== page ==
Speaking in a confined environment can cause airborne virus transmission, likely helping to spread the coronavirus, according to new research. 

The study team used a highly sensitive laser to see and count microdroplets generated by a participant speaking into a box. They found that loud speech can emit thousands of oral fluid droplets per second that remain airborne for more than 10 minutes. 

Meanwhile, each minute of loud speech can generate more than 1,000 coronavirus-containing droplets, the investigators estimated. The particles are small enough to reach the lower respiratory tract when inhaled by another person, an event that is tied to a higher risk of adverse disease outcomes, wrote Valentyn Stadnytskyi, Ph.D., from the National Institute of Diabetes and Digestive and Kidney Diseases.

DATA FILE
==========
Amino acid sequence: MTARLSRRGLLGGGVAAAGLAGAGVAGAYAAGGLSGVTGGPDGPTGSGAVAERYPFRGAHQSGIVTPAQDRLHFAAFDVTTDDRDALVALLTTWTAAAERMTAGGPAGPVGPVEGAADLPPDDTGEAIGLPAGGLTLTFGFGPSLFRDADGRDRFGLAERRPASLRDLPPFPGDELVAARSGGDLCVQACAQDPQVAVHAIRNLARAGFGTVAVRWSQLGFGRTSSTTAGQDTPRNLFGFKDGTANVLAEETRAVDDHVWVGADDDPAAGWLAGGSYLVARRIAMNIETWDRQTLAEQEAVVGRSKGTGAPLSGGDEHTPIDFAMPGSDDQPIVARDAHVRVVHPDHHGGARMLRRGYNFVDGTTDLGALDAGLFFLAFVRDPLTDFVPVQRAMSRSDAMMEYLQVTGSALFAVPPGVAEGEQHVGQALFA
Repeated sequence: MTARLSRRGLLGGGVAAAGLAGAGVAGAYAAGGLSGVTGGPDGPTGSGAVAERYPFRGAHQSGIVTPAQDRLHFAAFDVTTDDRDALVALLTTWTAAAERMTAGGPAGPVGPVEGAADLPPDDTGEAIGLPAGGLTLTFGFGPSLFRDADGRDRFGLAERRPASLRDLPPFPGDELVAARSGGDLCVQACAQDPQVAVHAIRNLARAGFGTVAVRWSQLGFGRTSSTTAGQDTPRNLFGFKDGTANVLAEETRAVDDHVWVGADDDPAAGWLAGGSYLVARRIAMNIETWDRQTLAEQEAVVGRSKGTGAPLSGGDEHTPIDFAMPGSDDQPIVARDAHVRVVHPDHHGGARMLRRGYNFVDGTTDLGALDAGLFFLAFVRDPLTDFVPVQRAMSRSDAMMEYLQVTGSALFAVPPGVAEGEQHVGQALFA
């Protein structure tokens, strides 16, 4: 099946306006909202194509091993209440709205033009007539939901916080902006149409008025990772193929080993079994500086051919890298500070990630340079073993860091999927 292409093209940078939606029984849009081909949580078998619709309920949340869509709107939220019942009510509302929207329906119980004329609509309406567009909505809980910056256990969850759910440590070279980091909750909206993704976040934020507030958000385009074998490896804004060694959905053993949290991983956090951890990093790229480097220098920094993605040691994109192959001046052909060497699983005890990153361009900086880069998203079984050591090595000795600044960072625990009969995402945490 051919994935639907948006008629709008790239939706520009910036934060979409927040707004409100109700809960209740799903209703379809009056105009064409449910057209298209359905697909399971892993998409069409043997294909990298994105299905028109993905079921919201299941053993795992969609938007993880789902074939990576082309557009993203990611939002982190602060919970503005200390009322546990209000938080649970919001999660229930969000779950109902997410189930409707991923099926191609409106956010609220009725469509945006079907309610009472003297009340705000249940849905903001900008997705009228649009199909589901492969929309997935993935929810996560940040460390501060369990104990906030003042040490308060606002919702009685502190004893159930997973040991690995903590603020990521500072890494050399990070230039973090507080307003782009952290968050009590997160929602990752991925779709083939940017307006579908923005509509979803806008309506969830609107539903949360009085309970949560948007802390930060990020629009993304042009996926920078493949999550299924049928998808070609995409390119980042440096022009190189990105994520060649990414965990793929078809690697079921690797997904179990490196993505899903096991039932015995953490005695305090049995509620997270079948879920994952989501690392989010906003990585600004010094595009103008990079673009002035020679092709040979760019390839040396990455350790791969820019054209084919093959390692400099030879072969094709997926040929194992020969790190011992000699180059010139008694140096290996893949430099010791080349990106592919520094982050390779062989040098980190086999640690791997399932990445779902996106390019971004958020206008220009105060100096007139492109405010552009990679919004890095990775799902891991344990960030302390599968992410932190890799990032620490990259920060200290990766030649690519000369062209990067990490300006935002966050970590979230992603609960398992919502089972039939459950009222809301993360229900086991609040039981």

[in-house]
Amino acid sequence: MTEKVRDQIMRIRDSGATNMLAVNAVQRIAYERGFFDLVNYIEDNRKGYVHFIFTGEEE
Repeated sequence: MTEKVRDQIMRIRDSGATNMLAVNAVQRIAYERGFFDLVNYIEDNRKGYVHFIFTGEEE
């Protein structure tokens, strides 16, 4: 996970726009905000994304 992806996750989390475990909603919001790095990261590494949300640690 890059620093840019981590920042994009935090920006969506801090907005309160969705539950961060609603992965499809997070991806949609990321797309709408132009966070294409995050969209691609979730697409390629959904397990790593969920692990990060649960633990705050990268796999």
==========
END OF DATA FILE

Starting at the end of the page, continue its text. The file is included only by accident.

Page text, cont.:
Other coronavirus transmission studies have suggested that coughing, sneezing and even singing in confined spaces may increase the risk of coronavirus transmission. In an informal review of the latest evidence, one epidemiologist proposed that exposure to more particles or exposure for a longer duration multiplies the chances of transmission. Other factors include droplet velocity (a sneeze is said to travel 200 miles per hour), and air flow (an enclosed space increases exposure), wrote Erin Bromage, a researcher from the University of Massachusetts Dartmouth.

Notably, other studies have shown that respiratory droplets released from breathing contain low levels of virus when compared to sneezing and coughing. These more forceful actions expel “huge amounts of viral material,” wrote Bromage.

Once it’s in the environment, the coronavirus can survive for up to three hours in the air and three days on surfaces, a previous study has found.

The current study was published in the journal Proceedings of the National Academy of Sciences.